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Georgia county defends order to shut down Ethiopian restaurant

A hearing at the 11th Circuit centered on whether a company can acquire a racial identity and file claims of discrimination.

ATLANTA (CN) — A federal appeals court heard arguments Wednesday over whether a company can sue for racial discrimination, in the case of an Ethiopian restaurant in Georgia that claims county officials had discriminatory motives behind shutting down the business.

In 2017, Sheba Ethiopian Restaurant filed a lawsuit against DeKalb County and various county officials , claiming they violated the company's constitutional rights to equal protection by conspiring to revoke its business license by pursuing a series of several inspections to find code violations and issue citations.

"Meanwhile, restaurants in the same district which catered to predominately white clientele, and which violated the same code provisions, have been knowingly permitted to operate unencumbered," Sheba's attorney Cary Wiggins wrote in his brief to the 11th Circuit.

Wiggins referred to the county's alleged scheme as a "death by a thousand cuts," arguing that Sheba was unfairly targeted for having a predominant East African clientele in the district with the highest percentage of white residents.

The restaurant claims that the racial discrimination was spearheaded by Martha Gross, a citizen and active community member living near an intersection that consisted of multiple late-night Ethiopian and Eritrean restaurants.

Gross referred to the establishments as "noxious uses" and actively expressed wanting to get rid of them or limit their hours on social media.

Sheba claims that county commissioners were copied in an email from Gross celebrating shutting it down, as well as six other similar late-night establishments.

The county, however, argues it had justifiable reasons for conducting the inspections and should therefore be protected by qualified immunity against Sheba's discrimination claims.

"The county officials’ concerns were objectively valid. Sheba began advertising and operating as a nightclub, and neighbors began complaining about it. Code enforcement officers and fire inspectors found that Sheba renovated its restaurant and began operating a nightclub without obtaining the proper permits," the county's attorney Bennett Bryan wrote in his brief.

He added, "Inspectors also found Sheba serving alcohol after hours, exceeding the maximum occupancy limit by hundreds of people time and again, using fireworks inside, blocking rear exits, etc., and Sheba pleaded guilty to most of those charges."

While the restaurant did not fight against the citations it was issued, it argued that the repeated tickets were for "petty code infractions" such as minor repairs without a building permit and using sparklers in champagne bottles.

On remand from the 11th Circuit, the district court held last year that Sheba stated a valid civil rights claim because it acquired a minority racial identity through its owner, Solomon Abebe, who is Black and from Ethiopia.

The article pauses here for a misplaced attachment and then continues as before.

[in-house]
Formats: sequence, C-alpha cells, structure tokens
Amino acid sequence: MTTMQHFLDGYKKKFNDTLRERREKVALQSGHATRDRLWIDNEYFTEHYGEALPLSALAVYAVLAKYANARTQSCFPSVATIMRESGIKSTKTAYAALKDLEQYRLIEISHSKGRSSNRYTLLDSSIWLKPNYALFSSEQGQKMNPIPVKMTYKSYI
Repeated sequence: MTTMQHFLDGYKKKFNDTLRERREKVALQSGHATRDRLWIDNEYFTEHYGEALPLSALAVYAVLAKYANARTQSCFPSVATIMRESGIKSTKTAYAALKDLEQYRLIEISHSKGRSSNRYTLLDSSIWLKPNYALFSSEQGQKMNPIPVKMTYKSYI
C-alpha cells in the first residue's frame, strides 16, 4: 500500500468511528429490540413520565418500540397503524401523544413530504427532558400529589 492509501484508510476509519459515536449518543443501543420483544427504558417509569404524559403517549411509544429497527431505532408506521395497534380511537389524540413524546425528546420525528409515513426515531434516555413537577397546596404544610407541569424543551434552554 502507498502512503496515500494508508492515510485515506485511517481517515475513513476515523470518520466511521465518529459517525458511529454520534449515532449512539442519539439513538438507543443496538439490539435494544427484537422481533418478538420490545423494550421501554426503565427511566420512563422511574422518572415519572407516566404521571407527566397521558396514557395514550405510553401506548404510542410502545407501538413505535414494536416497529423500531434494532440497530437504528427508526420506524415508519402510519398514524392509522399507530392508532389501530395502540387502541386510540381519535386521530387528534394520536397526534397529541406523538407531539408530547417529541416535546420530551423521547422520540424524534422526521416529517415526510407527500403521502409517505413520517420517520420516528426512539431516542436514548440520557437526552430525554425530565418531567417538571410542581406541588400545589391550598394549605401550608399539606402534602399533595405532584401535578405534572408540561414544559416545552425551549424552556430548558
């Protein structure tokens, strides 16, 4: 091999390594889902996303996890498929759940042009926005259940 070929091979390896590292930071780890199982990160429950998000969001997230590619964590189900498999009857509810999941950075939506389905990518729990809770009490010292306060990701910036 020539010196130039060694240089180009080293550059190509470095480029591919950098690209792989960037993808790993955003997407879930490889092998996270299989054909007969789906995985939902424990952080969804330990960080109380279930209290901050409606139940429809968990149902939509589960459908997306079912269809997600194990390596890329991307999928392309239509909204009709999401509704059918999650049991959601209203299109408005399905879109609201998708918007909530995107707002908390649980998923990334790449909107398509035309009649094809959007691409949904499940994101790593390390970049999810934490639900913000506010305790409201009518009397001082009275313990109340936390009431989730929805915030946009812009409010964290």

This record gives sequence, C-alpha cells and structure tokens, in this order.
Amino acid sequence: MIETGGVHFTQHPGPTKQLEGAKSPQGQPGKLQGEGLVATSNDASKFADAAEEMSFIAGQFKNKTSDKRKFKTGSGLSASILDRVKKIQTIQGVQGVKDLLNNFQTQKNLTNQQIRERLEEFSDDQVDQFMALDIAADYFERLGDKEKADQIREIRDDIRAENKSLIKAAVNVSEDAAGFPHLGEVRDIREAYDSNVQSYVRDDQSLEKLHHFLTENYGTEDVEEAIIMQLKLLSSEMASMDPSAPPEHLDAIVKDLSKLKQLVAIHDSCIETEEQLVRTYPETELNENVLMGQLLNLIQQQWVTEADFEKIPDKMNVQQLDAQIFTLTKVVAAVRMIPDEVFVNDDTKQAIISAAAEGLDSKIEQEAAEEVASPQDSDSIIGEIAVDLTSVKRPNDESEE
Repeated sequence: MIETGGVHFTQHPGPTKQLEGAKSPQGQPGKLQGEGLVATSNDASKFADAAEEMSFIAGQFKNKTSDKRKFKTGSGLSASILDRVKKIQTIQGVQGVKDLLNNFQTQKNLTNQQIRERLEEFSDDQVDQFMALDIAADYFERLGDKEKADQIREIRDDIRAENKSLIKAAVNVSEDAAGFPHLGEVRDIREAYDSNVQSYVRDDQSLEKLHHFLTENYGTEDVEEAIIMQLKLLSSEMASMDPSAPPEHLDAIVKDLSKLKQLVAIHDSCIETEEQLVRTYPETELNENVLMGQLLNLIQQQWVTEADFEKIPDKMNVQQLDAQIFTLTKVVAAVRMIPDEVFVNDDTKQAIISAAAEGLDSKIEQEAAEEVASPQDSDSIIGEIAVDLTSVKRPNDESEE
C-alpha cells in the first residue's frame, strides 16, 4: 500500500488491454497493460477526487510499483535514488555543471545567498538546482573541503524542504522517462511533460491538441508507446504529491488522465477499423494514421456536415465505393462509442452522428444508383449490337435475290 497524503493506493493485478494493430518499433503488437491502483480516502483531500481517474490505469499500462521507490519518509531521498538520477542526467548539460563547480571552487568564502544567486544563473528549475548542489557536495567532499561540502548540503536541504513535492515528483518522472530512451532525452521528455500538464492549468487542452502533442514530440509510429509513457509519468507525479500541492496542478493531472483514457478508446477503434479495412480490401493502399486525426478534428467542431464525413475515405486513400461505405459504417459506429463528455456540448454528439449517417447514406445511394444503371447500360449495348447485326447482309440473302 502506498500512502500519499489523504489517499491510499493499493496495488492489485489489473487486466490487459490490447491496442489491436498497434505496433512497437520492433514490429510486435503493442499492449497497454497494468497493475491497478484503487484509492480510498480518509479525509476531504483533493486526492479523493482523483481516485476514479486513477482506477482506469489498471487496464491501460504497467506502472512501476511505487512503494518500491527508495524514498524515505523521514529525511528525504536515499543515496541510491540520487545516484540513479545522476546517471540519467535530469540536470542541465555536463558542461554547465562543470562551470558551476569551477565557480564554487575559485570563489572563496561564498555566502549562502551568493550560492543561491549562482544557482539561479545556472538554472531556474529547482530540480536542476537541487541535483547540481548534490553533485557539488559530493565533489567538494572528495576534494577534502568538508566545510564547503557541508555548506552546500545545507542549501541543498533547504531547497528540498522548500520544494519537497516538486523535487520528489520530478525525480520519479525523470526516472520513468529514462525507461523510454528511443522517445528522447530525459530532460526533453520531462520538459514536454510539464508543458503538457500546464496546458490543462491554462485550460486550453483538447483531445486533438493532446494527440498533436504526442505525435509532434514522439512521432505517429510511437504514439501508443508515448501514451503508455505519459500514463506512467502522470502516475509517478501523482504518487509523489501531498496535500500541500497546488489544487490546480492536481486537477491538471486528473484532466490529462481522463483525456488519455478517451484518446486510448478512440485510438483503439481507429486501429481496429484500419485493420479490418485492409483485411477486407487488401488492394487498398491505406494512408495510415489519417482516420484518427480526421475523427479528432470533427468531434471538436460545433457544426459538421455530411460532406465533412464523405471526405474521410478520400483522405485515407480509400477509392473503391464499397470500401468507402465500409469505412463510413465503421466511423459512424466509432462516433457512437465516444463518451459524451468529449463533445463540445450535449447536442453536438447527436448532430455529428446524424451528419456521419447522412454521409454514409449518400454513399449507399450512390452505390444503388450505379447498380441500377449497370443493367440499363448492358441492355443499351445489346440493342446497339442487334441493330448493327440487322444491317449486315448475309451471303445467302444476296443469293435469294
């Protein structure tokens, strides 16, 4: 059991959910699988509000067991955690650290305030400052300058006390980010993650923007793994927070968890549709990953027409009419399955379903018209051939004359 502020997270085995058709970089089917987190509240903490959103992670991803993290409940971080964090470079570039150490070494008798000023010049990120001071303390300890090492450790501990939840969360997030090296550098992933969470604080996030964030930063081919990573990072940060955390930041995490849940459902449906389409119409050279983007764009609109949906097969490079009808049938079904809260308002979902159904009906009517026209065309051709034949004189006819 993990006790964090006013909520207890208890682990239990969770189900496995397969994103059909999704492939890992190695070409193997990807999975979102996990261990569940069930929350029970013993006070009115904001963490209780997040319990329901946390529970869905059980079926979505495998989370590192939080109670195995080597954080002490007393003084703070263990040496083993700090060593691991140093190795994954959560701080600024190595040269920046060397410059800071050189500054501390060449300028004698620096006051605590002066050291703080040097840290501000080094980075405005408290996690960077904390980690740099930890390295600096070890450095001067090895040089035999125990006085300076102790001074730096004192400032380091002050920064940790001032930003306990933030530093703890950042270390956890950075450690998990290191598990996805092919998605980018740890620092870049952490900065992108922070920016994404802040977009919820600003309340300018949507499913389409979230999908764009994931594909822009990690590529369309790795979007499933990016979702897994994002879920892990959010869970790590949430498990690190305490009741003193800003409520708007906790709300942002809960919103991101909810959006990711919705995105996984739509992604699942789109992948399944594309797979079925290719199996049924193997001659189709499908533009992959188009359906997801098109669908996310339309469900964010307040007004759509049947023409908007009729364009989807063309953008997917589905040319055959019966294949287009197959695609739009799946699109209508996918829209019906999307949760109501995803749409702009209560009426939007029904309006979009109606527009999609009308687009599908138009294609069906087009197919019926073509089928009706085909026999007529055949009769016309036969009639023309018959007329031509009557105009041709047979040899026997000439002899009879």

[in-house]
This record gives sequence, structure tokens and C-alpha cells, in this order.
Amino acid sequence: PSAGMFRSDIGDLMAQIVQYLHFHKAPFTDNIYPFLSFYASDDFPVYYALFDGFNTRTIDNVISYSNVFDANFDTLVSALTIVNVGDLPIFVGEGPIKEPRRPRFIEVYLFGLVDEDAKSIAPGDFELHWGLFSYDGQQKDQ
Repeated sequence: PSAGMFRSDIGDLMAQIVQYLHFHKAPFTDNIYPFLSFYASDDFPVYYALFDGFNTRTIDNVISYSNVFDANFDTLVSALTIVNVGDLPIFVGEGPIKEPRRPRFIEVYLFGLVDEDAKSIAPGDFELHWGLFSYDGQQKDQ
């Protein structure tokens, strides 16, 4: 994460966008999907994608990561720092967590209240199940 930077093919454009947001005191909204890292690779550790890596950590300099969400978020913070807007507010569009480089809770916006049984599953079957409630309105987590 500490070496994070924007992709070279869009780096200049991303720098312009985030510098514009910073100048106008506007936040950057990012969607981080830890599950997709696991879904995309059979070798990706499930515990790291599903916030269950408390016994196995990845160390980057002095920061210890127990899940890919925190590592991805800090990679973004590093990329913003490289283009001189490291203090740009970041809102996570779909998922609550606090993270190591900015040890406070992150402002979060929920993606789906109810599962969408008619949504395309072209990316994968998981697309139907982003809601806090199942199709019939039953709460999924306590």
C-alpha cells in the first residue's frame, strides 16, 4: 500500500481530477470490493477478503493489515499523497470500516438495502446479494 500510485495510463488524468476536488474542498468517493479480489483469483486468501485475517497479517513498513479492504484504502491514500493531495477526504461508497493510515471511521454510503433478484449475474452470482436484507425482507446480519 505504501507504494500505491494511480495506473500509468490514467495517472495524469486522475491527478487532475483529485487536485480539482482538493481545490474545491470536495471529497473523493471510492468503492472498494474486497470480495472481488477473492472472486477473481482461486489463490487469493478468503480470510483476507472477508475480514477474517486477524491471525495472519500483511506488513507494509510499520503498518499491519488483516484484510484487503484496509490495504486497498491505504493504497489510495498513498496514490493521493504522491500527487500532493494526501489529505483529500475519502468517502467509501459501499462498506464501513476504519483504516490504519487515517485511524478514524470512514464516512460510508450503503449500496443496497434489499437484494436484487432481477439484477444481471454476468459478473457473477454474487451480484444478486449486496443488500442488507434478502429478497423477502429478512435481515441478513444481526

U.S. District Judge William Ray, a Donald Trump appointee, further found that the alleged coordinated efforts by Gross and DeKalb County Fire Marshal Joseph Cox in investigating Sheba and other Ethiopian businesses were "at least in part, motivated by discriminatory intent."

Ray denied the county's request for qualified immunity, ruling that he was unpersuaded by the argument that any reasonable officer would believe that heightened enforcement efforts on Ethiopian restaurants were not race-based.

Back at the 11th Circuit on Wednesday, the county argued that Sheba shouldn't have been allowed to bring a discrimination claim to begin with, based on precedent from the U.S. Supreme Court that says corporations have no racial identity.

But the three-judge panel of the Atlanta-based appeals court noted during oral arguments that this interpretation has not been fully established, as other circuit courts have held that corporations can bring discrimination claims under the section of the Civil Rights Act that guarantees the right  “to make and enforce contracts, to sue, be parties, give evidence, and to the full and equal benefit of all laws and proceedings."

Wiggins was questioned by U.S. Circuit Judge Andrew Brasher, a Trump appointee, on how Sheba has a race. U.S. Circuit Judge Robert Luck, another Trump appointee, asked the attorney if the company does have a race, what would happen if the corporation was then sold to someone of a different race, to which Wiggins could not answer.

"Isn't that a problem that we can't identify that? If it can change, then how can we say it's like an individual that has an immutable race?" Luck asked. "AT&T can't possibly have a race because there's millions of shareholders."

U.S. Circuit Judge Frank Hull, a Bill Clinton appointee, also asked Wiggins about the county's alleged discriminatory intentions in light of the fact that Sheba admitted to some violations.

The judges did not signal when they intend to issue their ruling.

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